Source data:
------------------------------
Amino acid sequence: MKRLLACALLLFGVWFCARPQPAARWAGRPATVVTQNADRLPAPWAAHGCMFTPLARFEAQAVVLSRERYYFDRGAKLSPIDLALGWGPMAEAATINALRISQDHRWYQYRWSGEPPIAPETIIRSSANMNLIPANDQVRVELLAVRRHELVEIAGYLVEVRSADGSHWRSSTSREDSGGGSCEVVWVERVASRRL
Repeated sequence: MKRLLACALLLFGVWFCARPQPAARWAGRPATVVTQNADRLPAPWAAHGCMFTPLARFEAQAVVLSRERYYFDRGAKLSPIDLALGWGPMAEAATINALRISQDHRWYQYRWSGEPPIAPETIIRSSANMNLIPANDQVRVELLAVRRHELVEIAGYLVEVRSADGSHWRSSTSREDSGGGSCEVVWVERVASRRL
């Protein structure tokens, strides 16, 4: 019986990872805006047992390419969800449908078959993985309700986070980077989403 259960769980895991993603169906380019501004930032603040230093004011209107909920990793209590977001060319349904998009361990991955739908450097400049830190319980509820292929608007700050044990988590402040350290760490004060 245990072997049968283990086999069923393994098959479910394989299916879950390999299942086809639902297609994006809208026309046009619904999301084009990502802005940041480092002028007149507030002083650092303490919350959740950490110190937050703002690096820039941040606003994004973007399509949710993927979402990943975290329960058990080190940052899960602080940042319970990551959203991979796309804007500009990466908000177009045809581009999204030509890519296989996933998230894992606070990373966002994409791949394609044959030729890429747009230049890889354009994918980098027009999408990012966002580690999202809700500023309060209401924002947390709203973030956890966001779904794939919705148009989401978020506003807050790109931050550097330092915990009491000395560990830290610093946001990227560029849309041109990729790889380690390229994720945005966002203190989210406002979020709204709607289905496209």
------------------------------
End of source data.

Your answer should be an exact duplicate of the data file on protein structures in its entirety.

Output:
Amino acid sequence: MKRLLACALLLFGVWFCARPQPAARWAGRPATVVTQNADRLPAPWAAHGCMFTPLARFEAQAVVLSRERYYFDRGAKLSPIDLALGWGPMAEAATINALRISQDHRWYQYRWSGEPPIAPETIIRSSANMNLIPANDQVRVELLAVRRHELVEIAGYLVEVRSADGSHWRSSTSREDSGGGSCEVVWVERVASRRL
Repeated sequence: MKRLLACALLLFGVWFCARPQPAARWAGRPATVVTQNADRLPAPWAAHGCMFTPLARFEAQAVVLSRERYYFDRGAKLSPIDLALGWGPMAEAATINALRISQDHRWYQYRWSGEPPIAPETIIRSSANMNLIPANDQVRVELLAVRRHELVEIAGYLVEVRSADGSHWRSSTSREDSGGGSCEVVWVERVASRRL
């Protein structure tokens, strides 16, 4: 019986990872805006047992390419969800449908078959993985309700986070980077989403 259960769980895991993603169906380019501004930032603040230093004011209107909920990793209590977001060319349904998009361990991955739908450097400049830190319980509820292929608007700050044990988590402040350290760490004060 245990072997049968283990086999069923393994098959479910394989299916879950390999299942086809639902297609994006809208026309046009619904999301084009990502802005940041480092002028007149507030002083650092303490919350959740950490110190937050703002690096820039941040606003994004973007399509949710993927979402990943975290329960058990080190940052899960602080940042319970990551959203991979796309804007500009990466908000177009045809581009999204030509890519296989996933998230894992606070990373966002994409791949394609044959030729890429747009230049890889354009994918980098027009999408990012966002580690999202809700500023309060209401924002947390709203973030956890966001779904794939919705148009989401978020506003807050790109931050550097330092915990009491000395560990830290610093946001990227560029849309041109990729790889380690390229994720945005966002203190989210406002979020709204709607289905496209």